Tuesday, October 03, 2006

New Adventures into Italian Bureaucracy

I love Italians. They are such warm and passionate people. My grandfather was one, so was my mother. One of my really good friends is Italian. I love all things Italian - culture, music, food, country, language. There is only ONE thing that irks me about anything Italian and that is their absolute adoration of red tape.

I have journeyed into the maw of administrative hell more than once. And now, I prepare to do it again. Today, I send my application to renew my passport to the consulate. I had to travel to Nottingham to get my photographs verified last week. It was an exercise that took a mere 10 minutes of small talk to complete, but a journey that took 2 hours and a 45 minute walk to the office.

So, I am sending my bits and pieces to Manchester today and I am chanting like crazy that it all goes well. It's really important to get the passport back as soon as because I have no idea when I will be asked to go back to South Africa because of my dad. So. Fingers crossed, hope for the best.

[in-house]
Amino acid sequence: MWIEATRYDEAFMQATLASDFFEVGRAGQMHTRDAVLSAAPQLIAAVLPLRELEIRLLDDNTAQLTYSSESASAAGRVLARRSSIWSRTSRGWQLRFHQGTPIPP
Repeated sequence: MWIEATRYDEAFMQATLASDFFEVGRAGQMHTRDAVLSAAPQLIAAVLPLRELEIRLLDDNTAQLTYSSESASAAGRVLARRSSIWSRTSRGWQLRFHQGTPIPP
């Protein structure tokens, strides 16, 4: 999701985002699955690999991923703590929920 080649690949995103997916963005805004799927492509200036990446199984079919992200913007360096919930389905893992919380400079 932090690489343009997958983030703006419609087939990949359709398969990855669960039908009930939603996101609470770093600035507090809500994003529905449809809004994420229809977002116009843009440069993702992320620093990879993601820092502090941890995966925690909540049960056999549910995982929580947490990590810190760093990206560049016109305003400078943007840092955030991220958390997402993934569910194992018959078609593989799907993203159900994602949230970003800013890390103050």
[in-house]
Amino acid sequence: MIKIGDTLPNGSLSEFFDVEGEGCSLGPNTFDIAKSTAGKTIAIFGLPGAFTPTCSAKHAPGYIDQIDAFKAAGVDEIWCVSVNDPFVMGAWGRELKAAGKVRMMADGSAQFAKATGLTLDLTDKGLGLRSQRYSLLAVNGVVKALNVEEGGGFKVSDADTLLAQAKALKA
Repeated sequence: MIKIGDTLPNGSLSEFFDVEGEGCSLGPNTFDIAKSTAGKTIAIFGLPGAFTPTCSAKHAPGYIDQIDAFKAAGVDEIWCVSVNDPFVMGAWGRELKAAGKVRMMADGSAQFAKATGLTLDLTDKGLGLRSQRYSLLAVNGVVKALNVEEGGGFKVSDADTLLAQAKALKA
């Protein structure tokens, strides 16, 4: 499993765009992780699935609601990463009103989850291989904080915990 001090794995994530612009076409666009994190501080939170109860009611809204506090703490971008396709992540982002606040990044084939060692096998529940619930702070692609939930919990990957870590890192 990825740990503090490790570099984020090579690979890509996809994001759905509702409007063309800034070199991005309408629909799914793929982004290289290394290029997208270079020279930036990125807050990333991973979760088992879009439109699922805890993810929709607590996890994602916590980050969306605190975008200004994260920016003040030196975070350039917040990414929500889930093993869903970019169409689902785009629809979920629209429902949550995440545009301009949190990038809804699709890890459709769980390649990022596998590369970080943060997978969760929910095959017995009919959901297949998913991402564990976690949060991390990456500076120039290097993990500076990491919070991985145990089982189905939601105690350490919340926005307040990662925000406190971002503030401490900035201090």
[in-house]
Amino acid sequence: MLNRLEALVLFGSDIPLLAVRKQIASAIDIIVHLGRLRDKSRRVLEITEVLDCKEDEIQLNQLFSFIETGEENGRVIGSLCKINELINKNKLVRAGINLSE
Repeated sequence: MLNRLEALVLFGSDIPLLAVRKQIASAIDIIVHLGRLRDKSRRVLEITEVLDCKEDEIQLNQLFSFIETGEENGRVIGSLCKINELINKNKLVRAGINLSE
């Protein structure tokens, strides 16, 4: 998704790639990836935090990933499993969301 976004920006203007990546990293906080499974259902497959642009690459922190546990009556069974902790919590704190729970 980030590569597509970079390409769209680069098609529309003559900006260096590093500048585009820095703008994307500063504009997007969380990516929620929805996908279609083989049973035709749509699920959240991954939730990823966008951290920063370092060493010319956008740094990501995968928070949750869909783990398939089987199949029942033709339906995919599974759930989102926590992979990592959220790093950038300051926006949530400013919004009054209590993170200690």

1. Dealing with Italian bureaucracy is the pits, and you have my complete sympathy. The only way to get things done with no hassle is to befriend someone in a position that matters. I once managed to get a brand-new (Italian) passport in a matter of days thanks to the cousin of a friend who used to work for the Polizia and who was kind enough to fast-track my application.

    In the absence of such a friendly figure, you might want to keep up that chanting... Good luck!

  2. And how we laughed when, not knowing, I gave all three of Red's Christian names on some document prior to getting married in Italy, only to find that the third name is some kind of crazy unofficial baptismal name that doesn't appear anywhere other than in the hearts and minds of her family. Yes, for one brief minute there it looked as though my faux pas might end up in our not being able to get married after all. Fun times in Italian bureaucratic hell.

  3. Indeed. When my mother first sought out an Italian passport it was 2 years of going back and forth to the consulate so that they could prove she was who she said she was and that my grandfather really existed. Then, brainwave, mom went to them with all her voting papers and asked them why the hell she's been receiving voting papers and they can't give her a passport. Ooops. Transpired that my grandfather had registered my mom's birth in Italy yonks ago, but no one seemed to pick that up. Personally I think they just wanted her to suffer.